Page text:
What to Put Under Hardwood Flooring

The natural beauty and durability of wood floors makes them a popular treatment in old and new homes alike. Older homes may or may not have used an underlayment beneath the wood. However, new installations--fixed or floating--may need an underlayment for a number of reasons. Before remodeling, consider what needs to be put under your hardwood flooring and the reasons for using underlayments.

What to Put Under Hardwood Flooring


Hardwood floors are noisy. An underlayment installed beneath hardwood flooring will control the amount of noise that comes from hardwood flooring. Underlayments can also provide insulation and protection from moisture that may build below the surface of the flooring. Certain types of underlayments will also be installed for cushion, providing a shock absorber to anyone who walks on the floor.


There are several types of materials that can be used as underlayments for hardwood flooring, including cork, gypsum fiber panel, particle board, foam, Visqueen and vinyl. The type of underlayment you should use is based upon the type of subflooring.

Choosing Underlayment

In order to get the proper underlayment, you first need to consider several factors, such as where you live, what type of subflooring lies beneath, location of the floor (upstairs/downstairs), humidity and moisture levels of the home and the necessity for insulation.

Foam underlayments are not the ideal choice for any home with high levels of humidity or where moisture may come in contact with the foam, as this can create hazardous mold growth. In addition, homes with moisture and humidity issues need underlayment that will prevent moisture from reaching the hardwood flooring to prevent damage to the wood.

An underlayment that provides a sound barrier is an absolute necessity for upstairs rooms, condo units and apartments. Without the sound barrier, life for anyone living below that unit can become unbearably noisy. For homes located in colder climates, an underlayment that provides a thermal barrier will help keep the floor warmer and also assist in lowering energy costs by preventing cold air drafts.

The type of hardwood flooring (real or laminate) will also be a determining factor in the type of underlayment chosen. Manufacturers provide written specifications about which types of underlayment can be used with their flooring product. Using the wrong underlayment material can void warranties and cause damage to the flooring.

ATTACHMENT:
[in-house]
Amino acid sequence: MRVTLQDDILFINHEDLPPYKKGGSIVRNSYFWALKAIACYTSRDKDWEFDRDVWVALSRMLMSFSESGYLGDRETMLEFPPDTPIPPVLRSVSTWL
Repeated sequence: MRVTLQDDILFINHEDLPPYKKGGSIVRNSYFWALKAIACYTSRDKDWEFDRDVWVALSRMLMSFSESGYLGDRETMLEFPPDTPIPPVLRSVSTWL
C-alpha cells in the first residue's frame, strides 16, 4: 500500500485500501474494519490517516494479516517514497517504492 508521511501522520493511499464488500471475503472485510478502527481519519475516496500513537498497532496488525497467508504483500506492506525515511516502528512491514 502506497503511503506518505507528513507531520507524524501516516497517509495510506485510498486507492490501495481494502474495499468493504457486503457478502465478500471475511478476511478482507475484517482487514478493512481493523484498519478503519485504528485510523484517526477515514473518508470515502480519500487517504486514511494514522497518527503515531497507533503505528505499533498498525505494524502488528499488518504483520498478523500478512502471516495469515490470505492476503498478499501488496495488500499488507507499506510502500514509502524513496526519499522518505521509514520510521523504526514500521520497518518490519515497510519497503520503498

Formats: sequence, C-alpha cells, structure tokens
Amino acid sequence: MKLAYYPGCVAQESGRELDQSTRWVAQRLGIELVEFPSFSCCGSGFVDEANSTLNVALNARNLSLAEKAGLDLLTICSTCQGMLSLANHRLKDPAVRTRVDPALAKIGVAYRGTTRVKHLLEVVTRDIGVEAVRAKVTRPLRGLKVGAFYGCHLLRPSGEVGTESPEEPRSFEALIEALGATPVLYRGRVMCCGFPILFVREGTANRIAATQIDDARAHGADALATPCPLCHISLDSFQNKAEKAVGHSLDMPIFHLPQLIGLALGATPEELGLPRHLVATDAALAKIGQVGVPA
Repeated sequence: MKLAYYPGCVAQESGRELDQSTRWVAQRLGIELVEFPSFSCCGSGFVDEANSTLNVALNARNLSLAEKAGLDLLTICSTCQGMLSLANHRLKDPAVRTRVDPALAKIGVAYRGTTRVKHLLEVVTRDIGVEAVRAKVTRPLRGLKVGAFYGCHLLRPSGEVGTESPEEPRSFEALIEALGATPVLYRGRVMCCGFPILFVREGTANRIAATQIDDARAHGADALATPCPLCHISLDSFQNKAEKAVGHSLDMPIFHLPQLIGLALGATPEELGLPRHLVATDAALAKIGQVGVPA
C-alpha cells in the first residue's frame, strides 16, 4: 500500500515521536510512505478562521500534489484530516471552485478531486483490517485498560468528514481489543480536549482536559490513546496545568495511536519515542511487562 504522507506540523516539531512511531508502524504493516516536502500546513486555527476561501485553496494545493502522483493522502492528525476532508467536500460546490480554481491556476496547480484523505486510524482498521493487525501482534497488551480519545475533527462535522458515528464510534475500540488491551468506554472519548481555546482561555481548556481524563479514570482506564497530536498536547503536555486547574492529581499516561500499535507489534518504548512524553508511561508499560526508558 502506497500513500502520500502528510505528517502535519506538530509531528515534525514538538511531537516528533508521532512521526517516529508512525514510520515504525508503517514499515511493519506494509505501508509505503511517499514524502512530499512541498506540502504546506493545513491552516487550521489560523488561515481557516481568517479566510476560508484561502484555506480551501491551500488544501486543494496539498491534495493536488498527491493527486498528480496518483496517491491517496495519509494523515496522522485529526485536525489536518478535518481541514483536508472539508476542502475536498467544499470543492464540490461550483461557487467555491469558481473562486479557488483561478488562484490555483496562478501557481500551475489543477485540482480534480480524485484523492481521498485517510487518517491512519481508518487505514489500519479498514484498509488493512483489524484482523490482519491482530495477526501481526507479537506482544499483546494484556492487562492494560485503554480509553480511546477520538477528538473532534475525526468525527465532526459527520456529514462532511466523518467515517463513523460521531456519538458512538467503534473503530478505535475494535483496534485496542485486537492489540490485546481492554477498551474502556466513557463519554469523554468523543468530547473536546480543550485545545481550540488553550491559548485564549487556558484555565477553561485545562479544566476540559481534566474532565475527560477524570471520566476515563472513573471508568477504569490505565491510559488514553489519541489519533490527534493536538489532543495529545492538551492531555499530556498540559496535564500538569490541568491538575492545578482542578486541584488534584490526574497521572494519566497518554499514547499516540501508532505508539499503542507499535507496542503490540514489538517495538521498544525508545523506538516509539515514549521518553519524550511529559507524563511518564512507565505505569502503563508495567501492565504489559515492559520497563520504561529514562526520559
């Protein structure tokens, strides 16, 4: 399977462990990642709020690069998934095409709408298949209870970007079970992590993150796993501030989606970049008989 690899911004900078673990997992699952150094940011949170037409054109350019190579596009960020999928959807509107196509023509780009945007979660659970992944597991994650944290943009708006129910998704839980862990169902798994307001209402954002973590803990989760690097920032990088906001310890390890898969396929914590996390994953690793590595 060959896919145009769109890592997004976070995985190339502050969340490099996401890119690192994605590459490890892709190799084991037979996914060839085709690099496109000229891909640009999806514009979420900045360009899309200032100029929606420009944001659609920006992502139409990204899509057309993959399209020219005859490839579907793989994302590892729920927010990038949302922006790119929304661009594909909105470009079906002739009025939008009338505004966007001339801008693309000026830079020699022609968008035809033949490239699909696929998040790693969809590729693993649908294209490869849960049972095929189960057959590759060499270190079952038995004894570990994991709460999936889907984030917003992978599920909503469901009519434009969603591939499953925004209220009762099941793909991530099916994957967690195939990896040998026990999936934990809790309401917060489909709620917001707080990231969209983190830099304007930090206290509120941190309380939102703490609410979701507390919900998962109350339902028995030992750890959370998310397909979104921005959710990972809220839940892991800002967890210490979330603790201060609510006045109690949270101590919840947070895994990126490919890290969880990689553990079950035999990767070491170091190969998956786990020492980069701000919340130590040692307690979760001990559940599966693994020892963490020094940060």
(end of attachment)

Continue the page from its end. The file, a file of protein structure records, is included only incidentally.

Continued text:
Cost Control

The cost of installing an underlayment varies with the type of material and the labor associated with installation. Research and comparison shopping can assist you in getting the best materials for the best prices, especially if you are doing the installation yourself. If you are working with a contractor, it's easy to be swayed into doing things his way--just because he says it's good. Keep in mind, however, some contractors may want to use a material that's easiest to install, and others may want to use the underlayment that will cost you the most so to increase their profits. In order to get what you need, do your research in advance, and do not sign any work orders or contracts until you are certain that your contractor will use the product you request. If she refuses, you do have the option of looking for a different contractor who will work closely with you to get you the finished results you want.

Going Green

Environmentally-friendly materials are fast becoming the norm for new building and remodeling projects. Manufacturers are developing underlayment materials that consist of recycled and nontoxic materials that are formaldehyde-free and non-allergenic. Many building suppliers are beginning to carry "green" alternatives on a regular basis, and there are now "green" building supply companies that sell only environmentally-friendly materials.